Phytoestrogens | Marla Ahlgrimm

Marla AhlgrimmQ: What are phytoestrogens?

Marla Ahlgrimm: These are weak estrogens that occur naturally in plants. They are chemically similar to the estrogens found in a woman’s body. Phytoestrogens are considerably less potent than natural estrogens produced by the body.

Q: How do phytoestrogens affect the body?

Marla Ahlgrimm: There is very little definitive evidence that they have any major impact on the body. However, it’s accepted that plant estrogens may affect hot flashes, breast and heart health and bone strength. Phytoestrogens may be beneficial in helping to prevent heart disease by lowering bad cholesterol levels.

Q: Are there different types of phytoestrogens?

Marla Ahlgrimm: The term phytoestrogen is quite broad and actually refers to over one hundred distinct estrogens. There are five major classes which are usually considered when referring to phytoestrogens: Lignans, Isoflavones, Flavonones, Flavanols, and Flavones.

Q: Is a soy diet a sure way to prevent cancer?

Marla Ahlgrimm: Soy is considered an excellent source of phytoestrogens and has recently gained a reputation, both in natural and supplemental state, as a secret weapon on the side of health. The argument is that since women in Asian cultures consume a higher amount of soy per year and have lower rates of breast cancer, the two must be related. While the addition of soy to the diet probably isn’t going to hurt anything, it may or may not actually help.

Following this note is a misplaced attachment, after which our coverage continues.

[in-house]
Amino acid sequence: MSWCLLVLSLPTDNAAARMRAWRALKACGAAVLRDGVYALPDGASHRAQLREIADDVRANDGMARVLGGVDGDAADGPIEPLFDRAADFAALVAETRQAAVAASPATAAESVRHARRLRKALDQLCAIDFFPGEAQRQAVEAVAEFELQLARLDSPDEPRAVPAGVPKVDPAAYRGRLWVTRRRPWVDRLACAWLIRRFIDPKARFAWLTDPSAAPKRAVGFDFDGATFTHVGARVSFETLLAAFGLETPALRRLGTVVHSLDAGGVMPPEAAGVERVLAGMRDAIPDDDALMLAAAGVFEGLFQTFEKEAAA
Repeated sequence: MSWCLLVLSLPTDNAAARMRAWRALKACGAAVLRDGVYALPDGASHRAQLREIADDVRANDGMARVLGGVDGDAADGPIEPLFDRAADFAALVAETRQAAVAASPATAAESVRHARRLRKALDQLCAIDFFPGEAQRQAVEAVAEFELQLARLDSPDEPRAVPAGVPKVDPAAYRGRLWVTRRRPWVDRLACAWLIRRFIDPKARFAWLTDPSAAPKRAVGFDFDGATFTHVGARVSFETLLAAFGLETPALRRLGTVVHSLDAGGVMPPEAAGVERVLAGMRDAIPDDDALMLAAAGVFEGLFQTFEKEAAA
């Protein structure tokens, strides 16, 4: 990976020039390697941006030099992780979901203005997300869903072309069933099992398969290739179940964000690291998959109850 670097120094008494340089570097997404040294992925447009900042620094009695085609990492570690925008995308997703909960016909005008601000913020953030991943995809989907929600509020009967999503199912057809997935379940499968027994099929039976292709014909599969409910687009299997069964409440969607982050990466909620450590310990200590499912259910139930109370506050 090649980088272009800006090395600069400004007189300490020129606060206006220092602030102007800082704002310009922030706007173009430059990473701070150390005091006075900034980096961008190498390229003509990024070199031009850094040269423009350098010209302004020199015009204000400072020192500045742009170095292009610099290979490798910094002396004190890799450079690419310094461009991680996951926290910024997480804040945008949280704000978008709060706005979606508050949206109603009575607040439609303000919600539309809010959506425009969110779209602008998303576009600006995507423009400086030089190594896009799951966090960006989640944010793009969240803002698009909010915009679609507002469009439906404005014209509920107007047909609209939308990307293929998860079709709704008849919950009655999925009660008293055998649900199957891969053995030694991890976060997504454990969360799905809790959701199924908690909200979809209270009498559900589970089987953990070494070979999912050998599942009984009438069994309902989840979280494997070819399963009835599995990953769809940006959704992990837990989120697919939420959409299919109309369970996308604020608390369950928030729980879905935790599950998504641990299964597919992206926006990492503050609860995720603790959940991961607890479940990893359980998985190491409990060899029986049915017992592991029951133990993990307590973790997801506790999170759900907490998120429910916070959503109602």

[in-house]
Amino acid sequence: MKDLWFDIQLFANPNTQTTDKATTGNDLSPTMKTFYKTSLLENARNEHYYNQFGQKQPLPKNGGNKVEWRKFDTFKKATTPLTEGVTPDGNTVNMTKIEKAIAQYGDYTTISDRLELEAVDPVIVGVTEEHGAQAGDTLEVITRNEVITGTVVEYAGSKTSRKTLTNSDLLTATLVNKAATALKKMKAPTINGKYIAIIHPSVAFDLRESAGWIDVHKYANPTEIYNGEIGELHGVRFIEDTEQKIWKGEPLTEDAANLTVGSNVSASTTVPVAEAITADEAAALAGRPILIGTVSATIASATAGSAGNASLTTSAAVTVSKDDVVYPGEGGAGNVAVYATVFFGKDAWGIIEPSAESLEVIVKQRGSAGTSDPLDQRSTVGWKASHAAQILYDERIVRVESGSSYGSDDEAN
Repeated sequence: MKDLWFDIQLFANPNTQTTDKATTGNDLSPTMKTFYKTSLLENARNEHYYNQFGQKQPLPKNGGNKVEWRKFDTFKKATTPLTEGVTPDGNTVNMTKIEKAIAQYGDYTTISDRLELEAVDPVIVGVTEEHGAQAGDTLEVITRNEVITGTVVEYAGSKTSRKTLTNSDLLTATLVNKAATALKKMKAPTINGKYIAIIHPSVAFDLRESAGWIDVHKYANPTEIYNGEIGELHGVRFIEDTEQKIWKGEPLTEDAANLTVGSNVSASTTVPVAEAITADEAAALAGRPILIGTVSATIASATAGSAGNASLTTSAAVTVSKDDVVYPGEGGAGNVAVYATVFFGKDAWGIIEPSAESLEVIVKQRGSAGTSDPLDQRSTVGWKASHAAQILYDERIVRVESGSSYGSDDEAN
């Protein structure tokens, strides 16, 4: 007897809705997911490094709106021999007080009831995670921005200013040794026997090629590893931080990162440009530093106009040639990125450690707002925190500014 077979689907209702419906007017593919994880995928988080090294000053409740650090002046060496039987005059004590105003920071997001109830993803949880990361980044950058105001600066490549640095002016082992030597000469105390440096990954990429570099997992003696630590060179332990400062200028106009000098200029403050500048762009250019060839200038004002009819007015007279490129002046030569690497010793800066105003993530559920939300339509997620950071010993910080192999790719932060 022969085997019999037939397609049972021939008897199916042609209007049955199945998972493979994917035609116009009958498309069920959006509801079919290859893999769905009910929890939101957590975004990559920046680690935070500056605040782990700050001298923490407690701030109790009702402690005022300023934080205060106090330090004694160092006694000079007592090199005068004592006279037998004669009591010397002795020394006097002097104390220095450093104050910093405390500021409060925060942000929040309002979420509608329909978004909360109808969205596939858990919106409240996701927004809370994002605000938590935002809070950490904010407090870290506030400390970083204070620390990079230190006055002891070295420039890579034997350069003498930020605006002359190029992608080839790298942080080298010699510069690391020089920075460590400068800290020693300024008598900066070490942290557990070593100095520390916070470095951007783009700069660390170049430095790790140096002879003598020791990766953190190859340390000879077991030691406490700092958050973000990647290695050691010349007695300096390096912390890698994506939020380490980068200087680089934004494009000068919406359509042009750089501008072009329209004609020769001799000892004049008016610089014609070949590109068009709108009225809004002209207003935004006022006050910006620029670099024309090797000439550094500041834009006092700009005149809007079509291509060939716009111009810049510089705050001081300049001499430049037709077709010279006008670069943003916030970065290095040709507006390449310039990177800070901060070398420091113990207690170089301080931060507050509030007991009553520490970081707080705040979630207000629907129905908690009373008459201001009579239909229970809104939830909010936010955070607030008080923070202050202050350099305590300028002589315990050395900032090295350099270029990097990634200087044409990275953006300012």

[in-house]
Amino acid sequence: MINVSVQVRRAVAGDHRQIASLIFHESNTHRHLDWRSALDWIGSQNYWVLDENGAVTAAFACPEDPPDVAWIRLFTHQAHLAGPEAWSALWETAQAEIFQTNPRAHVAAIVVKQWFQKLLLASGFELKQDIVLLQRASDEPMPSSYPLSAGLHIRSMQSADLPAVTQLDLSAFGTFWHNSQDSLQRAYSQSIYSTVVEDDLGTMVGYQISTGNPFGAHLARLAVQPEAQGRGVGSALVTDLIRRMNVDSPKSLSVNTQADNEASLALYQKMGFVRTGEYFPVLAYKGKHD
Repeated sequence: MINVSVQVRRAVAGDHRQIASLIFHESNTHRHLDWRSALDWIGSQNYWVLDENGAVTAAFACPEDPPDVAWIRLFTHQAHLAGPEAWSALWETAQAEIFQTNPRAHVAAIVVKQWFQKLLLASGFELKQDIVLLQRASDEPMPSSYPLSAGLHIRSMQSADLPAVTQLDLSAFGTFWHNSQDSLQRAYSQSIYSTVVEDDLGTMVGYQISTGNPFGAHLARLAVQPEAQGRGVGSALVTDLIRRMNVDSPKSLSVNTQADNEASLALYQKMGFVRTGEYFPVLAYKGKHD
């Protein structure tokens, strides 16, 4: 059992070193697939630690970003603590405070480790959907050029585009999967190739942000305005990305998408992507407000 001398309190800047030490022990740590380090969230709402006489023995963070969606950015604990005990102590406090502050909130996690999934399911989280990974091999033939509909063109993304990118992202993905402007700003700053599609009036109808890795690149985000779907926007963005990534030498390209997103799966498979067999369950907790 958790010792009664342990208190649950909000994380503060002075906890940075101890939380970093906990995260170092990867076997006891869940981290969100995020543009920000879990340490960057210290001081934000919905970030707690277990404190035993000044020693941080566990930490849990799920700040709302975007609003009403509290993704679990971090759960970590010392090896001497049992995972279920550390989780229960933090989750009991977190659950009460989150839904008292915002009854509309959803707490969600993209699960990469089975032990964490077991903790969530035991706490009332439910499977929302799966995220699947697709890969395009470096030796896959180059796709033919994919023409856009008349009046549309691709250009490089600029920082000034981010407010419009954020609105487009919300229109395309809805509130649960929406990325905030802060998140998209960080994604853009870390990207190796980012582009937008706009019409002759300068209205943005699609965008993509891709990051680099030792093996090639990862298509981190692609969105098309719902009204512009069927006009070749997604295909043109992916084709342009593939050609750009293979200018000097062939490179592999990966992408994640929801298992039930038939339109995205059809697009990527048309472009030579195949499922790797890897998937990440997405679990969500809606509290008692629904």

Q: Is soy the only source of phytoestrogens?

Marla Ahlgrimm: No, soybeans are only one source, albeit a popular one. Onions, tomatoes, citrus, and apples are all nutrient rich foods that also contain phytoestrogens.

Q: What is the best way for a woman to add phytoestrogens to her diet?

Marla Ahlgrimm: Consuming soy is one of the easiest ways to add phytoestrogens since it’s widely available. Soy milk is an excellent alternative to dairy for many and can be used for both drinking and cooking.

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